Ans. HIV/AIDS : AIDS, is abbreviation of Acquired Immuno Deficiency Syndrome. It is not hereditary disease but it is caused by HIV (Human Immumodeficiency Virus). It spreads from Infected Person through blood contact and unprotected sex, sharing needles or syringes contaminated with small quantities of blood from HIV positive person. It can also pass from infected mother to their babies during pregnancy, delivery or breast feeding. It does not spread
through tears, sweat, urine, faeces. It also does not spread by sharing utensils, towels, clothing,
toilet seats or insect bite like mosquito. HIV virus causes a slow and unstoppable distruction of
the patient’s immune system. Virus was discovered in 1984 by Americarkand French scientists. At present millions of people are infected with the HIV virus in the world. About 90% infected people belongs to developing countries. The highest concentration of HIV infection is in Africa
which accounts for 13% of the worlds population with 69% of the cases of HIV infection. The first case of AIDS from India was reported in a Chennai prostitute in 1986. Since then there has been an increase in the number of HIV infections over the years.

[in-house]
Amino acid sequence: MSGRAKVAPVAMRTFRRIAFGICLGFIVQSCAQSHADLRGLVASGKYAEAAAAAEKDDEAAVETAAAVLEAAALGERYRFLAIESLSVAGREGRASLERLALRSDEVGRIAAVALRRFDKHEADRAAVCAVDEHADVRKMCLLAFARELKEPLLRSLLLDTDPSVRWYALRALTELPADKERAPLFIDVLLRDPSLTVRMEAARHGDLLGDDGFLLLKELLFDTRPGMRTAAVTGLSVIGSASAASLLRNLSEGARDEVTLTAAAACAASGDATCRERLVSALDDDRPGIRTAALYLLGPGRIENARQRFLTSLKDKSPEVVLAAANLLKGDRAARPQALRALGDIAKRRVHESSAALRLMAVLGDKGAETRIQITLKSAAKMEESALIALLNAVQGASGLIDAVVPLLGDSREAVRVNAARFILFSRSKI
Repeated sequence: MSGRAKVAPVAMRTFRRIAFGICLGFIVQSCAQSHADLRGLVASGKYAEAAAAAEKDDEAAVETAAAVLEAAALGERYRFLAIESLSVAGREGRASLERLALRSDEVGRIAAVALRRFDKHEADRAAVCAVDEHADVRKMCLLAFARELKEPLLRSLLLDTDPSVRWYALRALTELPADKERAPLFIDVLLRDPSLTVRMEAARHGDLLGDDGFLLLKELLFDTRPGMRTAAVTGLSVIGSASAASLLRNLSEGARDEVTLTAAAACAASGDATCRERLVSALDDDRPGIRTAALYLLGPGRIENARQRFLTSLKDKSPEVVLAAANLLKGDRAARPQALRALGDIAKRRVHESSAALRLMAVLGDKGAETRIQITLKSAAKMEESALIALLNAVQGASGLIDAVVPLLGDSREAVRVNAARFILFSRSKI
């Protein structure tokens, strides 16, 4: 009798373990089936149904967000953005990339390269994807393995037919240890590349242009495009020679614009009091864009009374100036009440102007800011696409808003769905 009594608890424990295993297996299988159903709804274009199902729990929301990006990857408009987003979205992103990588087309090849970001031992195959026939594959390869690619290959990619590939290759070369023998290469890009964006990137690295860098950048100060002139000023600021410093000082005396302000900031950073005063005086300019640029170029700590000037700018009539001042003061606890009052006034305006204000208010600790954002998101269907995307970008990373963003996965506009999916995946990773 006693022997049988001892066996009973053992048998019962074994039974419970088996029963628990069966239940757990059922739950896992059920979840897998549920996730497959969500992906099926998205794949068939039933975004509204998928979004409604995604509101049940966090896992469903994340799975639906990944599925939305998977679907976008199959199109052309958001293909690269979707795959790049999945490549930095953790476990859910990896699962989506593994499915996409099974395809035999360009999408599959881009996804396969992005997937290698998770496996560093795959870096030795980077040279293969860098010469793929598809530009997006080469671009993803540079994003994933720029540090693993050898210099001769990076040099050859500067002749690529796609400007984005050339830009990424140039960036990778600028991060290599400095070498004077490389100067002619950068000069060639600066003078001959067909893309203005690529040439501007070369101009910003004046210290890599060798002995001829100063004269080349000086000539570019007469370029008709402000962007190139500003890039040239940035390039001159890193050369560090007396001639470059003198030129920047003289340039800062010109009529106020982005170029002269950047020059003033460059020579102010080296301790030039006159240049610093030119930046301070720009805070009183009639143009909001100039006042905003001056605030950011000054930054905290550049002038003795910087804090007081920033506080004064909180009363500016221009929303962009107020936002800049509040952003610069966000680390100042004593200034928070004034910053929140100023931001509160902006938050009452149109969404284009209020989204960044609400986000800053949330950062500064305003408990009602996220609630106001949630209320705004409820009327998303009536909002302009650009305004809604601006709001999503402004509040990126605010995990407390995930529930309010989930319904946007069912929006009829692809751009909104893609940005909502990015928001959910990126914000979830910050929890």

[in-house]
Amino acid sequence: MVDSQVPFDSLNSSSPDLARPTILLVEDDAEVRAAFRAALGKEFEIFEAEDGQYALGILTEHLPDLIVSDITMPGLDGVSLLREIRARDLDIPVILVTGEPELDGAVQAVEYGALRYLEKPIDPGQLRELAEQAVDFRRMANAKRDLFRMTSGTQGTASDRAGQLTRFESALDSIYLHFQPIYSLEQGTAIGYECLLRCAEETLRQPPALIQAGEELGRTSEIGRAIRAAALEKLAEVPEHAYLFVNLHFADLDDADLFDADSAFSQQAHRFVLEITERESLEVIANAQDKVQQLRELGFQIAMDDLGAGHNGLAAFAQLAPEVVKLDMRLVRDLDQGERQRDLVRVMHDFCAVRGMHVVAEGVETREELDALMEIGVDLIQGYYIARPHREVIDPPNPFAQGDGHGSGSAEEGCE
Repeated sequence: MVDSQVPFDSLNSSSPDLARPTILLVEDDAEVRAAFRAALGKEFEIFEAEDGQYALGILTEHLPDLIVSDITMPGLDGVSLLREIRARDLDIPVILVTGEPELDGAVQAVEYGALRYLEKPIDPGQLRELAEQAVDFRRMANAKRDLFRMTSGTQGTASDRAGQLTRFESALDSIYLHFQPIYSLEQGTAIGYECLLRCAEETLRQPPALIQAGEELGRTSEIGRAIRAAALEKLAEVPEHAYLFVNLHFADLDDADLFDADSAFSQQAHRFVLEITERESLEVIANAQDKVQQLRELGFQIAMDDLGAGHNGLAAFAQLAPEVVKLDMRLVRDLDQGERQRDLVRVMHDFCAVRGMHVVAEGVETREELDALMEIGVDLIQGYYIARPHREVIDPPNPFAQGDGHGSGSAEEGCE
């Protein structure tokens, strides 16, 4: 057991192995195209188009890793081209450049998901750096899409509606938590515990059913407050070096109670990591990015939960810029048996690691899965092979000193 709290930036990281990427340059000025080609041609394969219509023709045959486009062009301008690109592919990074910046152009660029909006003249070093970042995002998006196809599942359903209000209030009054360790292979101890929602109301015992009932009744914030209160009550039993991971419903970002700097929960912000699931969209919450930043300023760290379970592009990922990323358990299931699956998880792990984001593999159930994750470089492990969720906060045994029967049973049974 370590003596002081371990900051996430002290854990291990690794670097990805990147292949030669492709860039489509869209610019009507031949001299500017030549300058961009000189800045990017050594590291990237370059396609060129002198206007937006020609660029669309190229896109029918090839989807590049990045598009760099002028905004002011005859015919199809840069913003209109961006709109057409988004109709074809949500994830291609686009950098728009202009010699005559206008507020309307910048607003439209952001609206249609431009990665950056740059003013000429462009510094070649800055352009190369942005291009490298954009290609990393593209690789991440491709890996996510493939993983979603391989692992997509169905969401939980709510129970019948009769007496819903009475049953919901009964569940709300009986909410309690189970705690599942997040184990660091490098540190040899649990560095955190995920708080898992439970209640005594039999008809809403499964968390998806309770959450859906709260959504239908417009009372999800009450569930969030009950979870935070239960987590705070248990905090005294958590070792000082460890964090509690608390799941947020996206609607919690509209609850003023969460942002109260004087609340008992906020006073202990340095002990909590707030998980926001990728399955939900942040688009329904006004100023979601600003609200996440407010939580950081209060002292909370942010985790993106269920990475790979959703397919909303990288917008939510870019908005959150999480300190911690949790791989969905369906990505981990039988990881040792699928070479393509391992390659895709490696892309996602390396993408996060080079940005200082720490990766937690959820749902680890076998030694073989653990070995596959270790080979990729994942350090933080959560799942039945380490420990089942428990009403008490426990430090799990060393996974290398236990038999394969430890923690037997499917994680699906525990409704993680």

Transmission : AIDS can be transmitted by
1. Transfusion of infected blood.
2. Sexual intercourse with infected person.
3. Use of contaminated needles, syringes
4. Infected mother to her baby before birth, during birth or through breast feed.
5. Organ transplantation.
The sexual route of transmission accounts for over 75% of infections. AIDS can take around
7-10 years to develop after the infection.
HIV is not transmitted by :
1. Drinking water or eating food from the same utensils—cups, glasses, plates, used bv infected person. 2. Shaking hands 3.Hugging or facial kissing. 4. Working with people who are HIV infected. 5. Swimming in pools used by people with HIV/AIDS 6. Through mosquito bite. 7. Socialising or casually living with people with HIV/AIDS.
Symptoms of AIDS : Symptoms of AIDS include :
1. Occurrence of cancerous tumours in connective tissues. 2. Destruction of white blood corpuscles. 3. Unexplained fever, loss of appetite and loss of weight over a short time,
4. Damage to brain, chronic diarrhoea, cough, night sweats, shortness of breath and weakness.
5. Enlargement of lymph glands.
Preventation of AIDS : The following steps may help in controlling this dreaded disease :
1. Avoid multiple partners and use condom during intercourse. 2. Use disposable syringes and needles. 3. Before receiving blood, ensure that it has been screened for HIV. 4. Razors and other articles that can become contaminated with blood should not be shared. 5. People should be educated about AIDS transmission,
Q. 8. Discuss human rights in brief.